Teeth can develop problems that cause difficulty. Often the best solution can be to remove the tooth.
What is a difficult tooth?
A difficult tooth is one that causes a great deal of problems for a patient. These problems can include curved roots, hypercementosed roots, roots which are too close to the sinus or nerve, or patients who are medically compromised.
What causes difficult teeth?
Curved roots (Dilaceration)
As the name suggests, this issue is distinguished by the curvature of teeth roots. When you look at teeth in a mouth, you only see the part of the tooth that emerges above the gum line; this is called the crown. However, your teeth extend below the surface of the gum line. This portion of the tooth is called the root, and this is the part of the tooth which is embedded into the jawbone. Sometimes these roots can develop sharps bends. It is thought that this occurs due to a trauma sustained during the tooth’s development. As these roots are connected to your bone, malformation can cause a variety of issues. Removing a tooth with curved roots is recommended.
The roots of your teeth are covered in a hard protective shell of calcified tissue called the cementum. Cementum is needed to both protect your tooth and keep it in place. Hypercementosis occurs when there is an excessive build up of cementum on your roots. Though there is currently no definitive explanation as to why this occurs, there are a number of possibilities. These include: abscesses, misaligned teeth and trauma. It is also suspected that Hypercementosis can be caused by other health issues. In some cases, this can cause severe pain for patients and the tooth will need to be removed.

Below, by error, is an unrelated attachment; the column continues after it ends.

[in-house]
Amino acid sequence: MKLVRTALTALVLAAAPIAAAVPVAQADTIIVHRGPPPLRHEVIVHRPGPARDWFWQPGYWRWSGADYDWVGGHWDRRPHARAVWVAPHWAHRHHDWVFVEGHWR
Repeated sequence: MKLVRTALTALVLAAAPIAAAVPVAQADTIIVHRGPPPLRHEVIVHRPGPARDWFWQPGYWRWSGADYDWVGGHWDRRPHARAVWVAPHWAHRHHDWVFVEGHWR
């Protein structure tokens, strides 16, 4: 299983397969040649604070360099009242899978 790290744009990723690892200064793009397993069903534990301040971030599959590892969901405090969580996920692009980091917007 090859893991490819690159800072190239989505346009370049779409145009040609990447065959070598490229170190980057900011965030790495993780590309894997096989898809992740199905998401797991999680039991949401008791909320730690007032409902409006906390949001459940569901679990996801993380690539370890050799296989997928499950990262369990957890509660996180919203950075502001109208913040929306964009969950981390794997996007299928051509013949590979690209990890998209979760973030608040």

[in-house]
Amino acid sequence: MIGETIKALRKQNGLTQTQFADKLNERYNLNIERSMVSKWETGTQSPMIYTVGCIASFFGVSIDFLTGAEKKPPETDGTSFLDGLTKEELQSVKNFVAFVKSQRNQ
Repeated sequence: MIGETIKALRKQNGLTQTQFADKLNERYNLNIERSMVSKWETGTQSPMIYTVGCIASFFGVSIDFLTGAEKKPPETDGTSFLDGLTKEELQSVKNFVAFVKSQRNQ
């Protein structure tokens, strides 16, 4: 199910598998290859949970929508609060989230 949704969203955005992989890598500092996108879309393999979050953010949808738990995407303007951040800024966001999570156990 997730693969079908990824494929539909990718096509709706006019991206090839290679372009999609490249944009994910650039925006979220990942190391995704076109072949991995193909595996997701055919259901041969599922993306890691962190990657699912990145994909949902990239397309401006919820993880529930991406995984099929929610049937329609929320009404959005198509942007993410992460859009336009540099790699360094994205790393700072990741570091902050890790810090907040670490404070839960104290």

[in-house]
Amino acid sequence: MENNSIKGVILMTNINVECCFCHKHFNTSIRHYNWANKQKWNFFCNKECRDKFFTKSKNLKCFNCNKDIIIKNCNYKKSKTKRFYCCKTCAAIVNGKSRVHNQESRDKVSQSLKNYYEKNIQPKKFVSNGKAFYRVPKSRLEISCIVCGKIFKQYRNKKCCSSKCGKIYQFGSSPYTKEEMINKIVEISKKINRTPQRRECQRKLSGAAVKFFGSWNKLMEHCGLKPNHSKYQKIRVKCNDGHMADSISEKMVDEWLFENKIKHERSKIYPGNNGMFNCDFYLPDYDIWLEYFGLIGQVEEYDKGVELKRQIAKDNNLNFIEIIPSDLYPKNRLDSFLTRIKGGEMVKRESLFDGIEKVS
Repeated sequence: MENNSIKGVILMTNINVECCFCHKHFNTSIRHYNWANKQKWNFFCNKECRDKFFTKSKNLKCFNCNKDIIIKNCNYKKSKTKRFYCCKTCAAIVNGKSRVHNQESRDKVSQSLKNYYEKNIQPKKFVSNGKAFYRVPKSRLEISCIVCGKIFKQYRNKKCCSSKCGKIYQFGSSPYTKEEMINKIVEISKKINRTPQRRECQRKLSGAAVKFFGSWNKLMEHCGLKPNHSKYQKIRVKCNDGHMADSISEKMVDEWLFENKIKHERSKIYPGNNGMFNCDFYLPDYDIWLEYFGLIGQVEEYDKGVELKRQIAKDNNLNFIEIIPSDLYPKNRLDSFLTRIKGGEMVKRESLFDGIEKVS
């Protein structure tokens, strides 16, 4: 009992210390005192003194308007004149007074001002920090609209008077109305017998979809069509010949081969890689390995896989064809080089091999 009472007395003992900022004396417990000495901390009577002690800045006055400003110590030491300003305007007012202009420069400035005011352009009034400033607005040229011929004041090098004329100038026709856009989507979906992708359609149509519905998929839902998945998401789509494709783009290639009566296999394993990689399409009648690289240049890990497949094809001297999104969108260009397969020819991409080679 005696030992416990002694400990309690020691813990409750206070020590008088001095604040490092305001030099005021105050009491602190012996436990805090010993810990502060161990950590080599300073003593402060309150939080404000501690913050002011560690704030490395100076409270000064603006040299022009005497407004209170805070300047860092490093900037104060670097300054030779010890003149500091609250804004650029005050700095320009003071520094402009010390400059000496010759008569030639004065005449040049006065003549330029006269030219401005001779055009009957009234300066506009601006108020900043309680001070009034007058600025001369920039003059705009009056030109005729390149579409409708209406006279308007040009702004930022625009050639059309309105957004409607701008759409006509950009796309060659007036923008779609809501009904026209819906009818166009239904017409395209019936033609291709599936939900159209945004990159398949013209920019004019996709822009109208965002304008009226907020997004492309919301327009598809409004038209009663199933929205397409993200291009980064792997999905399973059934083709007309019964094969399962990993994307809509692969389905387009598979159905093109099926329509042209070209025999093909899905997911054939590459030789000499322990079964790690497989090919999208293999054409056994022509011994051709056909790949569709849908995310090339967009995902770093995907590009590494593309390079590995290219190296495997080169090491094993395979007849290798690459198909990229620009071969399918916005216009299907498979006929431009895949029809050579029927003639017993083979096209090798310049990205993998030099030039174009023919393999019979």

Teeth too close to sinuses/nerves
Your teeth and nerves are very close to your sinuses. If they are too close, this can cause issues if you have a sinus infection as you may incur an extreme tooth ache. In fact, in some circumstances, the tooth can cause a sinus infection. Of course, this can lead to a great deal of pain therefore removing the tooth in question may be recommended.
Medically compromised patients
If you are in a position where teeth removal is a medical necessity, we are able to help.
When your tooth is removed and replaced with an implant there are special precautions we must take in order to ensure that the extraction and input run smoothly. We aim to extract your tooth with bone preservation techniques so any bone loss is reduced, which is helpful for the future implant. Healing time can vary between 8 weeks to 6 months depending on the tooth and type of removal necessary.
Tooth removal care
When removing a tooth we may use a sedative or general anaesthetic, so you are likely to be drowsy afterwards. As such, it’s important you have someone pick you up and take care of you in the following 48 hours. After a tooth extraction you should not drive or operate heavy machinery until specified by your practitioner.